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Why You Need An Attorney For Business Formation And Agreements

By OPLawSocialMedia on Business

Hi, Roy Oppenheim for Oppenheim Law. A lot of times, people will go on Legalzoom or other places to form a business and think that they can do so by effectively being their own attorney. I would suggest that that’s probably not the best thing to necessarily do, but I would recommend that before you start a business, before you decide what kind of entity you’re going to use, whether it’s going to be a limited partnership, a sub-S corporation, a C Corporation, or a general partnership, or maybe a not-for-profit corporation, that you sit down with an attorney who is familiar with these issues and can advise and direct you.

Making an initial mistake in the formation is kind of like being just 2% off course when you’re going across the Pacific. And so, you’re off by 2% when you leave, leave shore, and all of a sudden, that little correction that hasn’t been made, 5,000 miles later puts you hundreds if not thousands of miles of where you thought you were going.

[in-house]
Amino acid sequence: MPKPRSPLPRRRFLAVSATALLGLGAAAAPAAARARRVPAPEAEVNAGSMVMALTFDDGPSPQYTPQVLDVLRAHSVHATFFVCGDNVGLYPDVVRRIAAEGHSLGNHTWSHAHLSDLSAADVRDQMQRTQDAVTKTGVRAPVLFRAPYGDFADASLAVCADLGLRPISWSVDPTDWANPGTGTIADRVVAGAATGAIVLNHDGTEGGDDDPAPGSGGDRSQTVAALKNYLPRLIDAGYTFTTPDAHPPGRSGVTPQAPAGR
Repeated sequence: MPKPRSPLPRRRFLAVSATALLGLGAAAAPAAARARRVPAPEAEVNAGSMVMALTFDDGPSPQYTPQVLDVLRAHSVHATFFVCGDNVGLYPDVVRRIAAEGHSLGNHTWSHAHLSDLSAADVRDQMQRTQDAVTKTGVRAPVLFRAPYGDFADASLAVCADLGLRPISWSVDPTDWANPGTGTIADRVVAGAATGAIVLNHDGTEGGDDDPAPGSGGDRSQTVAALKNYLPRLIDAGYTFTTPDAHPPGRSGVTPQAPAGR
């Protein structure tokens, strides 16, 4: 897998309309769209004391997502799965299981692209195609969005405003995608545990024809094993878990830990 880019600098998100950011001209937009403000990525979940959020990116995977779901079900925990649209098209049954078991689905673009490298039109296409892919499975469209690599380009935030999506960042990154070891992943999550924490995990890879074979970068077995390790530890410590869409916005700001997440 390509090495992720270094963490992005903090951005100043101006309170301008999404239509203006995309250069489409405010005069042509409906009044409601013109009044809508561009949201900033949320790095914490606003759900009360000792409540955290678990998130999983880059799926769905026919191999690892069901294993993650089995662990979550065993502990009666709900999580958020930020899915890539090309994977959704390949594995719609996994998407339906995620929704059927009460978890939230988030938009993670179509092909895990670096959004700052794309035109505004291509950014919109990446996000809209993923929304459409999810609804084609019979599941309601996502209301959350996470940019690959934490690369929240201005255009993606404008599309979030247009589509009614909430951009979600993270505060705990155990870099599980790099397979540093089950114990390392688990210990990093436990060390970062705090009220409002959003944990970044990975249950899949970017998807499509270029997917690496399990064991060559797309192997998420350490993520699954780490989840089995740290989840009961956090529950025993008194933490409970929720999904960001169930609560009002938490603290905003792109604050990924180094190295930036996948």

And so, it is so critical that at the beginning of forming a business, that you have good legal counsel to advise you, not just on the formation of the business, but also about the contracts you are going to be executing with employees, with vendors, with landlords, suppliers, manufacturers, and other kinds of folks that are going to be involved with your business.

Of course, insurance is a huge issue. So, if there was a question of why you need an attorney when you form a business, I think it’s self-evident that by not doing it, one little mistake could be catastrophic down the road. Please call us, Oppenheim Law. Roy Oppenheim, from the trenches. Thank you.

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